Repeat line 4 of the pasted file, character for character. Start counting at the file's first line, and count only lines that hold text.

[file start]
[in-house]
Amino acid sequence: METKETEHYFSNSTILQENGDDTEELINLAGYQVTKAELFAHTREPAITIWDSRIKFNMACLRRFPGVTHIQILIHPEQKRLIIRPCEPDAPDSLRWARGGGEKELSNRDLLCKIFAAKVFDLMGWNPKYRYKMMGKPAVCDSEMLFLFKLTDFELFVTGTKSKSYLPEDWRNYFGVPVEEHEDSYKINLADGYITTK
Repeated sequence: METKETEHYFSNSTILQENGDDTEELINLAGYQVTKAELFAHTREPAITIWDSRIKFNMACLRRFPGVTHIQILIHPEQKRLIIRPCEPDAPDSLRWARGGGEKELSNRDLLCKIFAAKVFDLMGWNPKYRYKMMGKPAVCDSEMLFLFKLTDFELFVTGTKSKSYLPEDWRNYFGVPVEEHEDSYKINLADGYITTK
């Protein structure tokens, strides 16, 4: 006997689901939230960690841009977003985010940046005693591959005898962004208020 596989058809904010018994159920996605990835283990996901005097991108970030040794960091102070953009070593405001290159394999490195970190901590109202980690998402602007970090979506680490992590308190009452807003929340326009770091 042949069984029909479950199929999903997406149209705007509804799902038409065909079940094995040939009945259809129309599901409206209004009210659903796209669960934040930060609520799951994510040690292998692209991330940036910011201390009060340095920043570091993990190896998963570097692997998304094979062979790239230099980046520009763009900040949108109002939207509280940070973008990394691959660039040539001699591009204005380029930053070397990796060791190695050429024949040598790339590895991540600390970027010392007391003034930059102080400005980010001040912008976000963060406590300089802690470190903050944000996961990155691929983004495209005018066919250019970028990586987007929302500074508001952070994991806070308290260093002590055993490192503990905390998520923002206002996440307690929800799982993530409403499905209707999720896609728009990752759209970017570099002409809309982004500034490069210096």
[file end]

């Protein structure tokens, strides 16, 4: 006997689901939230960690841009977003985010940046005693591959005898962004208020 596989058809904010018994159920996605990835283990996901005097991108970030040794960091102070953009070593405001290159394999490195970190901590109202980690998402602007970090979506680490992590308190009452807003929340326009770091 042949069984029909479950199929999903997406149209705007509804799902038409065909079940094995040939009945259809129309599901409206209004009210659903796209669960934040930060609520799951994510040690292998692209991330940036910011201390009060340095920043570091993990190896998963570097692997998304094979062979790239230099980046520009763009900040949108109002939207509280940070973008990394691959660039040539001699591009204005380029930053070397990796060791190695050429024949040598790339590895991540600390970027010392007391003034930059102080400005980010001040912008976000963060406590300089802690470190903050944000996961990155691929983004495209005018066919250019970028990586987007929302500074508001952070994991806070308290260093002590055993490192503990905390998520923002206002996440307690929800799982993530409403499905209707999720896609728009990752759209970017570099002409809309982004500034490069210096």